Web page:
Monday, Jan. 13 will be a big day in Louisiana.
John Bel Edwards will be sworn in for a second term as governor, and state lawmakers will take their oaths of office as well.
More importantly though, LSU will square off against Clemson in the College Football National Championship in the Superdome in New Orleans. I wouldn’t miss it for anything.
Though writing about LSU’s prolific season on the gridiron would be far more enjoyable and far more entertaining than any dribble about politics and government, we’ll leave it to the sports writers and columnists to tell us what to expect when the real Tigers take on the other Tigers from South Carolina. I’ll step out on a limb now and predict LSU brings home its fourth national title.
Edwards, to some degree, has already earned a place in history. He’s a Democrat from the Deep South who defied the odds to get elected governor — twice — in what is considered a Republican-dominated state. Once he takes the oath Monday, he will become the first Democrat governor to serve two consecutive terms since Edwin Edwards did it from 1972-1980.
While Edwards’ record as governor isn’t what we should describe as remarkable, the fact remains he is the governor, and he whipped the Republican establishment in Louisiana — twice — to get where he is today. Let’s not overlook Edwards securing a second term against a mega-wealthy Baton Rouge businessman who benefited from President Donald Trump paying three visits to Louisiana to campaign against Edwards. That was a big deal.
Edwards, however, is facing choppy waters ahead. Republicans will control nearly two-thirds of the seats in the House of Representatives. In the Senate, which was far more favorable to the Edwards agenda during his first term, Republicans, including some rather hardline conservatives, will occupy two-thirds of the seats.
As of this writing, Rep. Sherman Mack, R-Albany, is expected to be elected by his peers to serve as Speaker of the House. Mack would be considered a hardline conservative in some corners, but he is a lawyer and sometimes conservatives confuse the legal profession with satanic worshipers.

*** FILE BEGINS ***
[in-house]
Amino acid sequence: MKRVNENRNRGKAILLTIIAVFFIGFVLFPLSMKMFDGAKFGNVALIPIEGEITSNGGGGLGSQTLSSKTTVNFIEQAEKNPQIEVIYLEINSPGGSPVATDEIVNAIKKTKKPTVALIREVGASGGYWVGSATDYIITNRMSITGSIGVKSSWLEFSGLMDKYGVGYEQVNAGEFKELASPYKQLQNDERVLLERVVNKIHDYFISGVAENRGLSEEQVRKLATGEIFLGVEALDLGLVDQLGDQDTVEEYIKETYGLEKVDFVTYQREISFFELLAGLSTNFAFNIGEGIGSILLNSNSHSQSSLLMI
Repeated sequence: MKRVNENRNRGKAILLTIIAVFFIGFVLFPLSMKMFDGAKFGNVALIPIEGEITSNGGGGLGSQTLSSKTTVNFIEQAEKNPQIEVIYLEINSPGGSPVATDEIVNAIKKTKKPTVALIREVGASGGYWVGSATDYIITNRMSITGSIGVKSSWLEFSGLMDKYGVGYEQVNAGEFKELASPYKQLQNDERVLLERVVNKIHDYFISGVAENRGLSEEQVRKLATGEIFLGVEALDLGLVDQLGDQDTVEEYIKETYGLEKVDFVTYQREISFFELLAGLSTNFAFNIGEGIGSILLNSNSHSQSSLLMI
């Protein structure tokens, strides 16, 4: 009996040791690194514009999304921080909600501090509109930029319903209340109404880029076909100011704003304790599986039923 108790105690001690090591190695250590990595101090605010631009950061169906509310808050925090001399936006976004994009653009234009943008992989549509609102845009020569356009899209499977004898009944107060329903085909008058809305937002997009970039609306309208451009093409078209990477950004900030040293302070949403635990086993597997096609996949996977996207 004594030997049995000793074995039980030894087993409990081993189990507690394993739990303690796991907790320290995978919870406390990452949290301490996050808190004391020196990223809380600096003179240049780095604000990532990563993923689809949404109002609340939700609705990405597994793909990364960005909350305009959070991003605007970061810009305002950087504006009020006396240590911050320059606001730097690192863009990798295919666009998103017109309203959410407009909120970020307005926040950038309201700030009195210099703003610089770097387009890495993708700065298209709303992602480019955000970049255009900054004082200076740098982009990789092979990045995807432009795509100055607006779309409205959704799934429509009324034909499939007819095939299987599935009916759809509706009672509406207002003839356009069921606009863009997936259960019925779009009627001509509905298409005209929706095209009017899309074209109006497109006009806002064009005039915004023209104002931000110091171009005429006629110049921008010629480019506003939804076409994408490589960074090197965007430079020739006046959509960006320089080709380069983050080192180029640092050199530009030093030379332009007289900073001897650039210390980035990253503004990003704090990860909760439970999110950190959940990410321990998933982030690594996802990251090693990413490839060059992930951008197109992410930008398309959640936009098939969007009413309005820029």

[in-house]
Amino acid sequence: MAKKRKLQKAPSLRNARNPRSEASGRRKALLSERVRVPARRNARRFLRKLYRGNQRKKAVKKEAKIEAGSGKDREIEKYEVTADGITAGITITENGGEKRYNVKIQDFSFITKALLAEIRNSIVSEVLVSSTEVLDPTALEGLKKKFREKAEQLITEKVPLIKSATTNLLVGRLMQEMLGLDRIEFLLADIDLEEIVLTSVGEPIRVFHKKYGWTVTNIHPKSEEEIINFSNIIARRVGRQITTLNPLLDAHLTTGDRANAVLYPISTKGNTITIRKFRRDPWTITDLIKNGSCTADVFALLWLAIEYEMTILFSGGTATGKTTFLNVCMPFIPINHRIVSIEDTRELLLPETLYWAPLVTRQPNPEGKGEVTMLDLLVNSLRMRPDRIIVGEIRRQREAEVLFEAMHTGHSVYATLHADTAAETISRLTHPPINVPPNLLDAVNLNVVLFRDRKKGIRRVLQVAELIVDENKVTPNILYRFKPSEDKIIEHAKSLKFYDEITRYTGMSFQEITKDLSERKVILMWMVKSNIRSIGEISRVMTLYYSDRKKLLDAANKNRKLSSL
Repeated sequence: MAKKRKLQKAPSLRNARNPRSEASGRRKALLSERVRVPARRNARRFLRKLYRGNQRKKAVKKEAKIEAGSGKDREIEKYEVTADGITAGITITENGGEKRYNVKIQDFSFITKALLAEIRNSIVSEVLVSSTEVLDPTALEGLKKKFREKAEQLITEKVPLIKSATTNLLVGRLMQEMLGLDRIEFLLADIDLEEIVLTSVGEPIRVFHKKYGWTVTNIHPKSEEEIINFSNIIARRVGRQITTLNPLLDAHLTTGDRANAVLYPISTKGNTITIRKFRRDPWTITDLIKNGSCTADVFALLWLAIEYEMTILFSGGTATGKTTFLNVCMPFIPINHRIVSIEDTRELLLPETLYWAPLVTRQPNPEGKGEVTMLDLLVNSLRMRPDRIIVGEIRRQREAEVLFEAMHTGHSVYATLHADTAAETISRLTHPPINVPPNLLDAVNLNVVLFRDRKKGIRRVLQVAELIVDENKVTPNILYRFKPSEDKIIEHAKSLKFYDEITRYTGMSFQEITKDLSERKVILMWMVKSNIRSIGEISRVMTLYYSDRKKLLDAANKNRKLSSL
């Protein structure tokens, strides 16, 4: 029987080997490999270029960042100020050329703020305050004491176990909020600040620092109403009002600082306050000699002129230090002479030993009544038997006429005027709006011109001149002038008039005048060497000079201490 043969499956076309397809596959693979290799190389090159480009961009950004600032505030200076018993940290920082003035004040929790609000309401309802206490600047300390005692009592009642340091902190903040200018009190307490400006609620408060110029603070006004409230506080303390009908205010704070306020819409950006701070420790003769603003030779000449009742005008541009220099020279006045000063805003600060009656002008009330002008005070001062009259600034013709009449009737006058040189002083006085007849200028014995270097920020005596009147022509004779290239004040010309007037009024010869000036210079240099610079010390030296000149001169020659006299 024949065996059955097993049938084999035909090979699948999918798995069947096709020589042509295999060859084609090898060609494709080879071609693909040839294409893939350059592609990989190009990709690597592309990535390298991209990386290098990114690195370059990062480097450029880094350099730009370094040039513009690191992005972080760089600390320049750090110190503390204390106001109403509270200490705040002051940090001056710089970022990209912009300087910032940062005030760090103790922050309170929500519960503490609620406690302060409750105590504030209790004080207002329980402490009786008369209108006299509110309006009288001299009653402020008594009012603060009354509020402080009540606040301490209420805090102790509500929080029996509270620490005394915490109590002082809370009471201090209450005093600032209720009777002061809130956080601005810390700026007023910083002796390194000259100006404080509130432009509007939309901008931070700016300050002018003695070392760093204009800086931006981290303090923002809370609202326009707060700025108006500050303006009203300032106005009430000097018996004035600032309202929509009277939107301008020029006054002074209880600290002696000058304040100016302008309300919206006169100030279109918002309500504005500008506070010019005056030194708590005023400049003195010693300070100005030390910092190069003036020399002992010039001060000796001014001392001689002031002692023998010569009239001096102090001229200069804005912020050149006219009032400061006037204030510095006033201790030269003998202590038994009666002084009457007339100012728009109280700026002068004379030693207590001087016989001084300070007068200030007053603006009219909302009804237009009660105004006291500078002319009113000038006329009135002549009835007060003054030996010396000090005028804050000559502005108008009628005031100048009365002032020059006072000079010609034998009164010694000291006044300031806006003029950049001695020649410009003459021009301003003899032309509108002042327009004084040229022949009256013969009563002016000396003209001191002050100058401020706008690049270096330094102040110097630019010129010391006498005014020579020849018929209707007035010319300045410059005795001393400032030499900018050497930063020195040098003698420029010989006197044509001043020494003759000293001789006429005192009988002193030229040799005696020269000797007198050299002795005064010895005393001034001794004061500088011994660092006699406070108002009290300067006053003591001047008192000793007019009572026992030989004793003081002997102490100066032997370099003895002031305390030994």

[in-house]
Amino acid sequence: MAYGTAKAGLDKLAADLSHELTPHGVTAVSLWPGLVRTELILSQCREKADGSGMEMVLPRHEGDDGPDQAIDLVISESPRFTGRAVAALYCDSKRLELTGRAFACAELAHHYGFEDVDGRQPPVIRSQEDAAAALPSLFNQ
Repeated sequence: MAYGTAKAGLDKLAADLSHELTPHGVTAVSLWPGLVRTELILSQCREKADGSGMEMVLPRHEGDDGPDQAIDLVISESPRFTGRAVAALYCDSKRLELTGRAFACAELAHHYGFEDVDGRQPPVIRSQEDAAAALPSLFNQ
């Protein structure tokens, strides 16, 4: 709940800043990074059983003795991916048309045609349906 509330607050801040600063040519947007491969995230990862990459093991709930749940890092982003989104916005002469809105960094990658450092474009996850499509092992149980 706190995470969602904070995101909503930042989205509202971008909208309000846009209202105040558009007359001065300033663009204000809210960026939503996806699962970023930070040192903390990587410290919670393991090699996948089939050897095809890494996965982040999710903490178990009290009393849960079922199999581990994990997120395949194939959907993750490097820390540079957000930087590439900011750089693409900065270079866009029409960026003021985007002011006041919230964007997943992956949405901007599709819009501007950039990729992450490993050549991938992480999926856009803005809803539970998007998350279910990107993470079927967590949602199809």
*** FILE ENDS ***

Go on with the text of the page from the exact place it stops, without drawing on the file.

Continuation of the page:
While Mack’s election as Speaker would give us some idea of what to expect from the traditionally rambunctious House, pay close attention to which lawmakers are awarded key committee chairmanships once the Speaker’s election is finalized. If any Democrat lands a committee chair, we’ll then know Mack had no choice but to wheel and deal with the opposition, including Democrats, to secure enough votes to turn back Rep. Clay Shexnayder, his primary opposition in the Speaker’s race.
The Senate is a different story. Sen. Page Cortez, R-Lafayette, sewed up the votes in short order to become the next President of the Senate.
Cortez’s rise to power was a clear signal that the Louisiana Association of Business & Industry and Baton Rouge businessman Lane Grigsby will wield a great deal of influence in the Senate over the next four years. Bluntly put, LABI and Grigsby will be calling the shots.
The picture I just painted — on the surface at least — doesn’t bode well for Edwards. He’s somewhat on an island by himself.
Yet, Edwards is the governor, and in Louisiana the governor controls much, such as appointments to board and commissions, which lawmakers’ constituents desire. And lawmakers who don’t make nice with the governor often discover their wants and wishes are ignored, such as appointing a constituent to a board or commission.
There’s another key component to the legislative process, or the appropriations process, that requires the governor’s blessing. That concerns House Bill 2, better known as the Capital Outlay budget. Lawmakers put it together, but the governor has the sole authority to determine which projects, or which appropriations, get forwarded to the state Bond Commission for funding. And lawmakers who don’t make nice with the governor often learn what the line-item veto is all about.
Quicker than any of us can say Hail, Caesar.
Sam Hanna Jr. can be reached by phone at 318-805-8158 or e-mail at email@example.com.